EMPLOYMENT BILL - A Long Goodbye to the Statutory Dispute Resolution Procedures
The Statutory Dispute Resolution Procedures came into force on 1 October 2004. Their days are numbered. Previously having been referred to as the Employment Simplification Bill, the Employment Bill received its first reading in the House of Lords at the beginning of December. This is the beginning of a legislative process by which the Bill will become the Employment Act. Current indications are that the new law is likely to come into force on 1 April 2009.
The Statutory Dispute Resolution Procedures provide that employers (and employees) must follow the Statutory Dismissal and Disciplinary Procedures and the Statutory Grievance Procedures failing which there will be ramifications if and when cases proceed before Employment Tribunals.
Those ramifications include:
- whether employees can commence proceedings in the first place;
- whether dismissals are automatically unfair;
- and whether any compensation awarded should either be enhanced or reduced by up to 50% for failures by employers and employees respectively to adhere to those procedures.
The Statutory Dispute Resolution Procedures not only cover dismissals for misconduct but also many other scenarios including ill health terminations, certain redundancies and, in the case of the Statutory Grievance Procedures, discrimination cases where there is no dismissal.
The new legislation will abolish the Statutory Dispute Resolution Procedures in their entirety. In particular it will remove a provision stating that failure to follow the Statutory Dispute Resolution Procedures will render a dismissal automatically unfair irrespective of the reason for the dismissal or the background circumstances. Whether or not the procedures leading to a dismissal will render that dismissal unfair will fall to be determined with reference to a 1988 House of Lords decision in the case of Polkey. This is a return to the legal position prevalent prior to the introduction of the Statutory Dispute Resolution Procedures. In broad terms Polkey states that procedural failures can render a dismissal unfair but if procedures had been followed properly a fair dismissal would have ensued in any event then any compensation payable will be limited.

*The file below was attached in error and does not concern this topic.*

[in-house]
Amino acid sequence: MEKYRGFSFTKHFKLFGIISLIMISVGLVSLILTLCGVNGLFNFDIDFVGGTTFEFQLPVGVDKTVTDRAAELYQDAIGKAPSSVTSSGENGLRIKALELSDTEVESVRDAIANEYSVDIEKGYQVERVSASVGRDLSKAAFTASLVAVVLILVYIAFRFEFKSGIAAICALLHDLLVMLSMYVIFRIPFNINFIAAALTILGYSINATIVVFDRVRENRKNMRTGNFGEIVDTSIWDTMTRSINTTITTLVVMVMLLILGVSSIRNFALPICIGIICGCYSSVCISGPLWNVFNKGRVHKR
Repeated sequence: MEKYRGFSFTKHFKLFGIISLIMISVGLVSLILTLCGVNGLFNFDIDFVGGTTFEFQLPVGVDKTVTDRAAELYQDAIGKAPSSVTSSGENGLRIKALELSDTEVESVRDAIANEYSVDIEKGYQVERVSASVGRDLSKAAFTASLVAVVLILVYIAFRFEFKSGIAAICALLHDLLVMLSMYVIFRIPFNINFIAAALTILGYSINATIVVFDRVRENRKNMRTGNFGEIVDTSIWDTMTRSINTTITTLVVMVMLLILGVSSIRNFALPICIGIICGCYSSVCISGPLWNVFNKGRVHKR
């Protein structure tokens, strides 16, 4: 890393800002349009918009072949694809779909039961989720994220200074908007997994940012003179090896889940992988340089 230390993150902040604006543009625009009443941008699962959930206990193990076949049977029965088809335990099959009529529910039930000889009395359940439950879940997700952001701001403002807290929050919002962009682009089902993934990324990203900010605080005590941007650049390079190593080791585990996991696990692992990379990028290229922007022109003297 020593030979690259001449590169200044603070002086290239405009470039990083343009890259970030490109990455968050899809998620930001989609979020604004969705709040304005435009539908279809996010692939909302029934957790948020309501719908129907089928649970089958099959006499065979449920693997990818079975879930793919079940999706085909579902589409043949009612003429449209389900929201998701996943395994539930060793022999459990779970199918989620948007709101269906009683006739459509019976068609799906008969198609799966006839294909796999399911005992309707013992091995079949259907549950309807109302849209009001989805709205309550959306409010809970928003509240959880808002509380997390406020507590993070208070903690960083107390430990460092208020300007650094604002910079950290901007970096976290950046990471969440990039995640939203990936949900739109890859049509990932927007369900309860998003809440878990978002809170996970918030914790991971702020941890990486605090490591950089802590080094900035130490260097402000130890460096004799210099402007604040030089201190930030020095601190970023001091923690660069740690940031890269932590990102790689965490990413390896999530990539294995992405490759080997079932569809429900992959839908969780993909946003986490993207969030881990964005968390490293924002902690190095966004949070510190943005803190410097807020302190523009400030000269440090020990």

The Statutory Dispute Resolution Procedures were accompanied by limitations on the role of ACAS in Employment Tribunal disputes. In Employment Tribunal cases an ACAS conciliation officer is assigned to each matter. The conciliation officer acts as an intermediary with a view to the parties resolving their dispute without proceeding to an Employment Tribunal hearing. There are currently fixed conciliation periods within which conciliation officers can perform their services. For example, in an unfair dismissal case the services of the conciliation officer are not available after 13 weeks. In practice this means that many cases which would ordinarily settle do not or alternatively settle later in the day at increased cost to both parties. Having made large scale redundancies when the Statutory Dispute Resolution Procedures were introduced, ACAS is already actively recruiting and training new conciliation officers in readiness for the impending changes.
So will matters return to the pre-1 October 2004 position? Almost - but not quite. Some concepts of the Statutory Dispute Resolution Procedures are intended to be retained. The Employment Bill contains provisions allowing for an increase or decrease in any compensation awarded of up to 25% where employers or employees respectively fail to comply with the ACAS Code of Practice on dispute and grievance procedures. The current ACAS Code of Practice was redrafted in 2004 to refer to the Statutory Dispute Resolution Procedures and a new version will need to be generated in due course.
Employment Law will remain a complex area where specialist advice will still be essential. However, the new law can only be an improvement on the current position. The Statutory Dispute Resolution Procedures have in their short lifetime generated literally dozens of appeal cases. Originally intended to allow disputes to be resolved without proceeding to Employment Tribunal hearings, the Statutory Dispute Resolution Procedures have complicated matters and made litigation more expensive and uncertain for both employers and employees. They will not be missed.